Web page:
Making 356 horsepower from the Budget 350 was acceptable for its original purpose, crusing to car shows in a 1930 Model-A Ford.  However, 1.0 horsepower per cubic inch isn’t exactly going to set the performance world on fire. There was definitely more power to be had so I set out to find it. 

Here’s what I did: 

  • Upgrade the rocker arms from stock pressed metal to full roller rocker arms with poly locks.

 

With the added pressure from the new rocker arms I needed to upgrade to a bolt in stud.  Not wanting to have the stud bosses machined I stopped by my local machine shop (Engine Supply in Santa Ana Ca.) for some help. They recommended a bolt in stud used as a direct replacement for the press-in type currently in the heads. All that I needed was a stud pulled, course thread tap that matched the studs, and of course 16 studs. The use of a  rocker stud removal/tap alignment tool from Comp Cams made the job easy.    

 

 

 

  • Upgrade the camshaft and lifters

I needed to add a little more lift and duration to fulling utilize the ported heads.  I happened to have a Comp Cams XE268H flat tappet cam on the shelf.

  • Increase the size of the carburetor

The last upgrade was increasing the size of the carburetor from a 575 Speed Demon to a 650 Speed Demon.

 

Budget 350 gets a 50 horsepower tune up “Dyno testing again”

After upgrading all the parts I took the Budget 350 back to the engine dyno.

Click on the link below to watch the engine on the dyno:

Budget 350 dyno pull

 

In order to get real world numbers  I used the Hooker Super Competition headers and the Magnaflow mufflers from the car it was going in, my 69 Chevelle.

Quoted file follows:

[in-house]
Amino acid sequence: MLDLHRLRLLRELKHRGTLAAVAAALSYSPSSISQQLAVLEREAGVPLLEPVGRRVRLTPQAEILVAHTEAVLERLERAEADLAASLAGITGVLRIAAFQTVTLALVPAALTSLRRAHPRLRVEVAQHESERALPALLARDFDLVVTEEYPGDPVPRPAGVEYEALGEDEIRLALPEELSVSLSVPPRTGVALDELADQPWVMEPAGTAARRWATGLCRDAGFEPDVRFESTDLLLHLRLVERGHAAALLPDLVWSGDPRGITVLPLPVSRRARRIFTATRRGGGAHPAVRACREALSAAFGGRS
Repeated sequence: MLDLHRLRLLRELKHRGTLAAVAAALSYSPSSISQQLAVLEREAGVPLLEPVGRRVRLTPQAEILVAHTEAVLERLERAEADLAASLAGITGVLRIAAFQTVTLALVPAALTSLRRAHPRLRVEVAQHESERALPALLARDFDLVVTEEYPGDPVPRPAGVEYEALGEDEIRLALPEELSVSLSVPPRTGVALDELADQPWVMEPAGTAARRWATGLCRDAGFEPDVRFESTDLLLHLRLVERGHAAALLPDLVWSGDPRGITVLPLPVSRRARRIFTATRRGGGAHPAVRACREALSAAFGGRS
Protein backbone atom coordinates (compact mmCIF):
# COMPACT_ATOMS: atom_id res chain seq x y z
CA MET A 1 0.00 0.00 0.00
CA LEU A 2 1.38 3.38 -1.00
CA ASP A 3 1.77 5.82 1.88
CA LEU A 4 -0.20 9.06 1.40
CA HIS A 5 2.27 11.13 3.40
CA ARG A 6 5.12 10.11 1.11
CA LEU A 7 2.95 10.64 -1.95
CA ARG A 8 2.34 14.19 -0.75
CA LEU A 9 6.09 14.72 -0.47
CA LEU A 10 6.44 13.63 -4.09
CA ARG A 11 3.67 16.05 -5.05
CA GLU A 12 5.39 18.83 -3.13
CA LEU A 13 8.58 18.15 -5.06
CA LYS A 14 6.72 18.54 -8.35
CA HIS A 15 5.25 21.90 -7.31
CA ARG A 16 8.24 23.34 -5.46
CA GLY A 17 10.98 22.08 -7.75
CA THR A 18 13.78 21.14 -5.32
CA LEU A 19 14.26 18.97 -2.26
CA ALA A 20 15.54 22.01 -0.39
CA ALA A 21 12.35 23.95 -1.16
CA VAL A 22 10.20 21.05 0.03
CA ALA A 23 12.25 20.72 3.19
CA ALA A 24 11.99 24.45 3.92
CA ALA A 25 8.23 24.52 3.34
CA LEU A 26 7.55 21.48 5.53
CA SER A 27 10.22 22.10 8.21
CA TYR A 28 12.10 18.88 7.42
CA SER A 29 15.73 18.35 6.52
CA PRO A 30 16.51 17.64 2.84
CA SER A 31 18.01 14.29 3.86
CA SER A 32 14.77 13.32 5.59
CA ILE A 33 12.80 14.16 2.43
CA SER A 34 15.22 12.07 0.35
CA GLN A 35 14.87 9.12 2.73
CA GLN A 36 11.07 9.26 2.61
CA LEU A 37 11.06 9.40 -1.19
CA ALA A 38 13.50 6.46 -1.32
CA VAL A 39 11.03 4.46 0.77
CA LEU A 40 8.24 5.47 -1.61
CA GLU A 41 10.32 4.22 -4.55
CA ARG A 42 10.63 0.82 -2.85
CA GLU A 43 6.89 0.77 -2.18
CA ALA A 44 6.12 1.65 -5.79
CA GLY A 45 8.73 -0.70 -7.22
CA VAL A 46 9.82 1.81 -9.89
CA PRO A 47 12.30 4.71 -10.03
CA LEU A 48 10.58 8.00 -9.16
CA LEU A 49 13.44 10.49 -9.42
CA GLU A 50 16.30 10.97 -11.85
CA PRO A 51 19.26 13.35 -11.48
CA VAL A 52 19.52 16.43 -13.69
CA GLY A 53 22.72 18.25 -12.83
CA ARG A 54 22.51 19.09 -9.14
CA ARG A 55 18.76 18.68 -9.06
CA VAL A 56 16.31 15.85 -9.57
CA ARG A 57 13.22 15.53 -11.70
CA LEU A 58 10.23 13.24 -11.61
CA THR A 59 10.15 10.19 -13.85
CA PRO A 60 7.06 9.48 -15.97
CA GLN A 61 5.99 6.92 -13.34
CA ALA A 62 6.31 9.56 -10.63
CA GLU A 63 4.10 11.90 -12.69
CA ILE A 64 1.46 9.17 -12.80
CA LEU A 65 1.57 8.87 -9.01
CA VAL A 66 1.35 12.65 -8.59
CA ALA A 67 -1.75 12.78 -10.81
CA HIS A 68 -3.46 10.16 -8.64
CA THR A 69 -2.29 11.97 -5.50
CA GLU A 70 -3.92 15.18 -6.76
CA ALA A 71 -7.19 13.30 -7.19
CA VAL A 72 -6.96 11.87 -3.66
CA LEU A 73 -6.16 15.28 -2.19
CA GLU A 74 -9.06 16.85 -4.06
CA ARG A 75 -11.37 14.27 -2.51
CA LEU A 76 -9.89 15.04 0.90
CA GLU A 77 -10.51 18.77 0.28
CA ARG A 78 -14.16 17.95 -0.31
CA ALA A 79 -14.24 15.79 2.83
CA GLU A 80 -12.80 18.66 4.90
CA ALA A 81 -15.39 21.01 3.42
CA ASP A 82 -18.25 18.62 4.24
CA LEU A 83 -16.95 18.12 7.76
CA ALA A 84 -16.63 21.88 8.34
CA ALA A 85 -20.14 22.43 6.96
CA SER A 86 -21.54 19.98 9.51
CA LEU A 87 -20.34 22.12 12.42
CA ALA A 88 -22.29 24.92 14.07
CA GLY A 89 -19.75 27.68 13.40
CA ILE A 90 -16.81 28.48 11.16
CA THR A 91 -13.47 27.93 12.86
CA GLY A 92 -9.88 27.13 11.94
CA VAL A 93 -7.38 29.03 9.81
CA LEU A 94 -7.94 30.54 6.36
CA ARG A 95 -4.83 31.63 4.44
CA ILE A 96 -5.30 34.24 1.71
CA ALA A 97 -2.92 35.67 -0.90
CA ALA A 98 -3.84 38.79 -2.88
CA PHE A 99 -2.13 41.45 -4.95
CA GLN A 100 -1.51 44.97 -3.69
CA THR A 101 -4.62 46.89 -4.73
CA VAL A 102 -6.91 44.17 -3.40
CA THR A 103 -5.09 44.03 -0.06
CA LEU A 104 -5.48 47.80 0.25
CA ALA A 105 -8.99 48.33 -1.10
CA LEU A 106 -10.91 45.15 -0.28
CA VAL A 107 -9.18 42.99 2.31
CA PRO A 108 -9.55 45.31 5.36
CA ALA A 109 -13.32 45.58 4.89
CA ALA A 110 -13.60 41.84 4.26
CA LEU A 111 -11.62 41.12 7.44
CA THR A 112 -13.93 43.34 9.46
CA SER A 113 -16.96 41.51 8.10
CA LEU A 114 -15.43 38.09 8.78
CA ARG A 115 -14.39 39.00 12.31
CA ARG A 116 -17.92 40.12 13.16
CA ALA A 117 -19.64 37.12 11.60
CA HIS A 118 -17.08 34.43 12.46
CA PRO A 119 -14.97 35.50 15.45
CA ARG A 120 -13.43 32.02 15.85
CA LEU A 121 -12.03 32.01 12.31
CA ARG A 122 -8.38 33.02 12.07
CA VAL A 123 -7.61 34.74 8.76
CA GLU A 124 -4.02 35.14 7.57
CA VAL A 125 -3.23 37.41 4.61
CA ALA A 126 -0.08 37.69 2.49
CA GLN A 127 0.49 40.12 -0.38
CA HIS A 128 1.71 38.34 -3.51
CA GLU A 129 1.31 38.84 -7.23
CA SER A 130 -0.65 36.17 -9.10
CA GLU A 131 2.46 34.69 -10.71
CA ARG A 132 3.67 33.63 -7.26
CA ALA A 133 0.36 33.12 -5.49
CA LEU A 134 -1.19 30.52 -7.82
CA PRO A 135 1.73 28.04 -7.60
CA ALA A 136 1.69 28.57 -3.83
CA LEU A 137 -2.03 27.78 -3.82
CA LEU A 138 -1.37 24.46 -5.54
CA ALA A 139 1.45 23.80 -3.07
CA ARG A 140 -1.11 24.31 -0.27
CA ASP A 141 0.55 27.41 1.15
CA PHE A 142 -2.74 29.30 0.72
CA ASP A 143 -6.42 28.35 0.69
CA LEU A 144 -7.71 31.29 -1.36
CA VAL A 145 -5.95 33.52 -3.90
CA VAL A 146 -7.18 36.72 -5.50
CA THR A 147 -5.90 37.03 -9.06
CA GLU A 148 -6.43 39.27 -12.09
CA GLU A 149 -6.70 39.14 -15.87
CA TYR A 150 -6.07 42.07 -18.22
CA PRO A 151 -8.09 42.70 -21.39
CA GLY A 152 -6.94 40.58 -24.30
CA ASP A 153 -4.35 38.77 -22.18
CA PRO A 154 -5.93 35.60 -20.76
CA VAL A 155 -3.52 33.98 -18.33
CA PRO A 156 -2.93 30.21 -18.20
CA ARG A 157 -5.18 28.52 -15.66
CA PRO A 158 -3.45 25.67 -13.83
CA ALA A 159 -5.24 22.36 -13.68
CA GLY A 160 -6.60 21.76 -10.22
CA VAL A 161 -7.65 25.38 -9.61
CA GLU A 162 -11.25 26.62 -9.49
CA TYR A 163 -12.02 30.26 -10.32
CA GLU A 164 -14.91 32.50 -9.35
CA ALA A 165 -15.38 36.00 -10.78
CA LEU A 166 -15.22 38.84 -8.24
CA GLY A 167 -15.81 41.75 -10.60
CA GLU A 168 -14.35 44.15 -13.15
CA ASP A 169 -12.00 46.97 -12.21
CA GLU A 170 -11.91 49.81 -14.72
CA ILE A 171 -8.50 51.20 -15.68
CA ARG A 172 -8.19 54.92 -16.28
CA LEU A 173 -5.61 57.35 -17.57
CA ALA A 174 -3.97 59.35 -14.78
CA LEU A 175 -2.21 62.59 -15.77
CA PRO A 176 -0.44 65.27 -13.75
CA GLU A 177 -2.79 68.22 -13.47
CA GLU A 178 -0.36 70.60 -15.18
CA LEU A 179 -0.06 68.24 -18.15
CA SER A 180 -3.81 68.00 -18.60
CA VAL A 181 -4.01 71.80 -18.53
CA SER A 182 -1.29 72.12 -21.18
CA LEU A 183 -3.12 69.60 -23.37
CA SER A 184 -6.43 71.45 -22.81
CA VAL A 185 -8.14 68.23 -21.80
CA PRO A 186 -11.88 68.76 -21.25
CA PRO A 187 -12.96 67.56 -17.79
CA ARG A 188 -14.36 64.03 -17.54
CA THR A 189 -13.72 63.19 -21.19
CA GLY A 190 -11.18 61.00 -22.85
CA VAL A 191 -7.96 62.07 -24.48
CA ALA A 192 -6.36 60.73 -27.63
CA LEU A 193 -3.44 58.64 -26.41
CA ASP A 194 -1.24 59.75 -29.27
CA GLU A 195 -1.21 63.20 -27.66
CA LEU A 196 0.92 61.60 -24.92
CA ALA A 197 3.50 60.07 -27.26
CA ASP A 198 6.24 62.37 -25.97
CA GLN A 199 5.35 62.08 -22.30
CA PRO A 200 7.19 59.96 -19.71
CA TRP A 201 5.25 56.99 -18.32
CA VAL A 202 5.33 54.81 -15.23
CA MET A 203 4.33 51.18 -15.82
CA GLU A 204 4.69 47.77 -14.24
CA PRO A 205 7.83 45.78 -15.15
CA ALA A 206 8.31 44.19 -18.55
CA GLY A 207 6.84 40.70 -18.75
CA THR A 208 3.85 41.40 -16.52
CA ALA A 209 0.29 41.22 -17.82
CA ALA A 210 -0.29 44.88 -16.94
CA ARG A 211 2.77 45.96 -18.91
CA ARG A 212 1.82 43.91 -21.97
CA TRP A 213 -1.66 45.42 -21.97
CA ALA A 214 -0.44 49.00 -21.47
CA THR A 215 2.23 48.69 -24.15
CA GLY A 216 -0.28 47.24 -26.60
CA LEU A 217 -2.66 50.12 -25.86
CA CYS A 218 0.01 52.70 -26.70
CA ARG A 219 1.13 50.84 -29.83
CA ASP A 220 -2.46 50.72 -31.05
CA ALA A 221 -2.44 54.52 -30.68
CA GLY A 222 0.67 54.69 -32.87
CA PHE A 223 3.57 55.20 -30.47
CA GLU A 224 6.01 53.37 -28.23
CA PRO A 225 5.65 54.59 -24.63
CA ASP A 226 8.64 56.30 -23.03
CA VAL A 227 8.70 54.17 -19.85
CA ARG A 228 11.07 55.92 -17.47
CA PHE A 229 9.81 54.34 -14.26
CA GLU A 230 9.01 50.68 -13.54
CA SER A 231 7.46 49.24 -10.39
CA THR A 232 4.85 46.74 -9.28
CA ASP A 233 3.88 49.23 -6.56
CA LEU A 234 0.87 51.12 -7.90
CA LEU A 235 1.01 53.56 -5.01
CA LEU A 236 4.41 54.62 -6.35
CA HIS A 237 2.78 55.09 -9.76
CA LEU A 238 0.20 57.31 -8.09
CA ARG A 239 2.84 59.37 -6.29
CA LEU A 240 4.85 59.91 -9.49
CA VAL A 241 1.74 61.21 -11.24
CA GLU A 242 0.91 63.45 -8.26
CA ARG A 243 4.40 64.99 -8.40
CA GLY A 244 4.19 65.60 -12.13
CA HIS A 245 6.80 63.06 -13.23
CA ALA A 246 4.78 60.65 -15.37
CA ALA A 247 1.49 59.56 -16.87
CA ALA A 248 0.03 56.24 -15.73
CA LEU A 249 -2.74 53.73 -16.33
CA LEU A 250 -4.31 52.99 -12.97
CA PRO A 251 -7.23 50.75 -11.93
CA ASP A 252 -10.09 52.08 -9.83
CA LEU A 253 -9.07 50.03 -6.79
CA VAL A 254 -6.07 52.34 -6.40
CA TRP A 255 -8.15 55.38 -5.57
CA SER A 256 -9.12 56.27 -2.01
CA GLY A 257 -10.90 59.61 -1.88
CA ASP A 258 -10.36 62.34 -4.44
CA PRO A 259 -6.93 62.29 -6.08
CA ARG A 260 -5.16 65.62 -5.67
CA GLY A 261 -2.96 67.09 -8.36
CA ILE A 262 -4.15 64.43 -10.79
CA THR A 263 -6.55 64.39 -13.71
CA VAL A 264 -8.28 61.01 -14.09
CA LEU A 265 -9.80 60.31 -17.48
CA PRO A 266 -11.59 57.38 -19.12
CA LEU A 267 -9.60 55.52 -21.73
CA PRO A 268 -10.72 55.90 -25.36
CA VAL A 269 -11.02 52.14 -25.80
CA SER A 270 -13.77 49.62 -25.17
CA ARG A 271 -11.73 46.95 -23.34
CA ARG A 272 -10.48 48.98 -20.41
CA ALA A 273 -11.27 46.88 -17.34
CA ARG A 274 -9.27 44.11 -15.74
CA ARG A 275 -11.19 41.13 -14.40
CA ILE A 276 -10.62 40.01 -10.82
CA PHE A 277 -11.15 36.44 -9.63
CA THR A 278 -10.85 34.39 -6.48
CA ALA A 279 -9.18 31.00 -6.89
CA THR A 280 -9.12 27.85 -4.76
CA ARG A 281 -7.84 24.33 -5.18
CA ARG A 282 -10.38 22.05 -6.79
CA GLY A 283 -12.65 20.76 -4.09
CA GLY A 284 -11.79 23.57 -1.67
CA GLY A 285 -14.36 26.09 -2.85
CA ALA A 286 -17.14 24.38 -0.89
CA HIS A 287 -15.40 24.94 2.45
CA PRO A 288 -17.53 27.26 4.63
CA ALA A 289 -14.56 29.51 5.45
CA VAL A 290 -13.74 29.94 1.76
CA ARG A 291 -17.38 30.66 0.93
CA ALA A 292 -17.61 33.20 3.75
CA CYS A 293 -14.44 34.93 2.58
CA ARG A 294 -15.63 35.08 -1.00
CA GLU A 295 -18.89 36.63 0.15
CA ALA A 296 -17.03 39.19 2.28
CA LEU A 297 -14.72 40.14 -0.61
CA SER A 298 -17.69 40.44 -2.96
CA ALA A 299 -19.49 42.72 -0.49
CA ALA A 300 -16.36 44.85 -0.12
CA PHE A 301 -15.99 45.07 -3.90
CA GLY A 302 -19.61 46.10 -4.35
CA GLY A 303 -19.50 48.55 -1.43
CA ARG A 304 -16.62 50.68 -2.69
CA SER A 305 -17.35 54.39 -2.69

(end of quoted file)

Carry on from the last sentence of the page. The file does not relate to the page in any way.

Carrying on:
After setting the timing and re-jetting the carburetor the junkyard 350 made 403 horsepower @ 5700 and 426 ft-lb of Torque @ 4200.

Wanting to get all I could out of this combination I tested several carburetor spacers.

 

I found the 4 hole 2″ spacer made the best power curve .  It made 400 Horsepower @ 5700 and 430 ft-lb torque @ 3900.  Not a significant change at the peaks from the non-carb. spacer pulls, however the average torque numbers went up quite a bit from 2500 to 4500.  Knowing the car weighs 3500 lb. with the driver that extra torque was worth the loss of horsepower up top.

Here’s a copy of the graph with both dyno pulls.  You can see the difference in the  torque from 2500 to 4500.

Budget 350 gets a 50 horsepower tuneup “Testing in the real world”

After all the upgrading and dyno testing it was time to test the Budget 350 in the real world. I installed it  in the JMacPerformance 69 Chevelle.

A few details on the car:  4:56 gear, 28 x 12.5 x 15 Mickey Thompson ET street rear tires, Turbo 400 transmission, 2800 Stall converter, 6 point roll cage, 3500 lb. with driver. 

 

 

 

 

 

 

 

I ran it at the PSCA “Spring Break Super Show” held  March 11th – 13, 2011 @ Auto Club Dragway in Fontana Ca.  

It ran a best 12.486 @ 107.43 mph and the engine never went over 6000 RPM.  In fact the shift points were set at 5750 RPM.

 

The Budget 350 is a solid economical Street/Strip engine. It is a  good example of what can be achieved with good engine building techniques, focusing on the parts that make power (Camshaft, valve train, and heads), and putting together a combination of parts that work together.